Ozone in the Region

NCTCOG and the RTC are focusing on reducing NOx and VOCs, which are called precursor pollutants, in order to reduce ozone. In 2017, most NOx emissions (67 percent) are expected to come from mobile transportation sources. Therefore, air quality initiatives in the region are focused on reducing pollution from this sector, especially from cars and trucks.

Air Quality Programs

NCTCOG staff administers many air quality programs, makes policy recommendations, participates in partnerships and supports other stakeholders in their own emissions-reducing activities. NCTCOG programs help individuals, fleet operators and freight companies contribute to cleaner air. Programs concentrate on light- and heavy-duty vehicles and equipment. NCTCOG works with local governments, the Texas Commission on Environmental Quality, the EPA and DOE to improve air quality.




The region's air quality also benefits from efforts to repair and replace older vehicles. Older vehicles typically pollute more, but not everyone can afford to replace their vehicles with cleaner-burning ones. Administered locally by NCTCOG, AirCheckTexas Drive a Clean Machine provides qualifying motorists vouchers worth up to $3,000 toward vehicle replacement ($3,500 for hybrids and some other fuel efficient models) or repair vouchers of up to $600.

A chart showing the NOx contributionsfrom mobile sources.
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North Texans whose vehicles have failed the emissions portion of the State inspection or are at least 10 years old are encouraged to apply for assistance if they meet the income criteria. Since the program's creation, AirCheckTexas has helped repair or replace more than 66,000 vehicles. Additionally, the program helped to reduce emissions of approximately 90.51 tons of NOx and 24.47 tons of VOCs during FY 2016 alone.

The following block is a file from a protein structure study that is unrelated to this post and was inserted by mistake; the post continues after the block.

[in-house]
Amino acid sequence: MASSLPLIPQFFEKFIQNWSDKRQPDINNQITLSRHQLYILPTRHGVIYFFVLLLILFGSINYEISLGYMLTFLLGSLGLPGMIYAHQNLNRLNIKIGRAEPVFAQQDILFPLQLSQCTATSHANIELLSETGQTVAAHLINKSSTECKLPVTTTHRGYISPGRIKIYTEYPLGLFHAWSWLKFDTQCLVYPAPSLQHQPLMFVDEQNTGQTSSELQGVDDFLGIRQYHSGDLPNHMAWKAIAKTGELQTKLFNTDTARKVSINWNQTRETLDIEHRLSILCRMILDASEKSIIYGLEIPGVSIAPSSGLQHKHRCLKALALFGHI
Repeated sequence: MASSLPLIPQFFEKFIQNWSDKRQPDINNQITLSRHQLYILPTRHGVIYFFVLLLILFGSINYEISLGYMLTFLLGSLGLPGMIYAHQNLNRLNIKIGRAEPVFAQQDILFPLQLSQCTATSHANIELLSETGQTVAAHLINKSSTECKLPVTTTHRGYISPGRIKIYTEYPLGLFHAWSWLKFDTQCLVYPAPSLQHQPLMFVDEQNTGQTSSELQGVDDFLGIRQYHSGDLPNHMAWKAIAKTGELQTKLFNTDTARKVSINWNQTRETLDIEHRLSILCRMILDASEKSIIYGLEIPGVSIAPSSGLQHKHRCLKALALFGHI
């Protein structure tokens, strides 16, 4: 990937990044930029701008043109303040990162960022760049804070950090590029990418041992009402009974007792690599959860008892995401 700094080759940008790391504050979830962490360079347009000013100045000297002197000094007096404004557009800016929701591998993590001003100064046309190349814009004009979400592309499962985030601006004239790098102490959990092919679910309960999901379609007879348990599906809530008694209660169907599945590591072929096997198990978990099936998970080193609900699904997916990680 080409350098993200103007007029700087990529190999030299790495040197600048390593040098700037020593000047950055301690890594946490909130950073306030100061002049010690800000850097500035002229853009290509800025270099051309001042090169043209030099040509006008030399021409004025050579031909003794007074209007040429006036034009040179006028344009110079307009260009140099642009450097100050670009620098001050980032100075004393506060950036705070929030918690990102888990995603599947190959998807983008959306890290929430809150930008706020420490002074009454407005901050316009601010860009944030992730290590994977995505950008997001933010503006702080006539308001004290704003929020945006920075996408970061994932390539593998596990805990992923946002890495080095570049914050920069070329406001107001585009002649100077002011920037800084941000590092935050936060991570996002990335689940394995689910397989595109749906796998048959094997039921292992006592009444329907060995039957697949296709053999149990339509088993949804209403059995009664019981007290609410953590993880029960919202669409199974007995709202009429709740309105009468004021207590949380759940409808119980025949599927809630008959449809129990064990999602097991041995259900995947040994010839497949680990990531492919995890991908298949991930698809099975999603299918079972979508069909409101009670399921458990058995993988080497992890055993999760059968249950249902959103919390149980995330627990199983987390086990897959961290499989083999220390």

More than $31 million is available through the program. This is one of many programs designed to improve the region's air quality. For more information on NCTCOG air quality programs, visit Volkswagen Settlement In 2016, courts determined Volkswagen had violated the Clean Air Act by selling diesel vehicles equipped with "defeat devices." These devices allowed vehicles to emit levels of NOx beyond what federal standards permit. This ruling resulted in a settlement of over $20 billion, including two different portions that could bring substantial investment in clean vehicle projects to North Texas, where more than 10,000 vehicles were affected by the settlement.First, the Environmental Mitigation Trust consists of $2.9 billion. Texas could receive up to $209 million to be used on NOx mitigation efforts. Eligible actions could include projects aimed at doing the following:

• Reducing NOx from heavy-duty diesel sources near population centers

• Replacing or repowering older engines for newer engines at a rail switchyard

• Replacing older transit buses with new electric-powered

Second, through the Zero Emission Vehicle Investment, $1.2 billion will be available to states other than California to support the increased use of zero-emissions vehicle technologies, including development and maintenance of related infrastructure. NCTCOG has submitted a proposal to Electrify America — the organization established by Volkswagen to manage the ZEV Investment
program — outlining the region's plans to address key electric vehicle infrastructure gaps and build awareness of EVs. Proposed actions include developing a highspeed, intercity EV charging network and identifying multi-family properties and workplaces best suited to support EV charging goals.

NCTCOG is engaged with other stakeholders to provide comments on potential investments. For more information about the settlement, visit

Chart with featured air quality initiatives.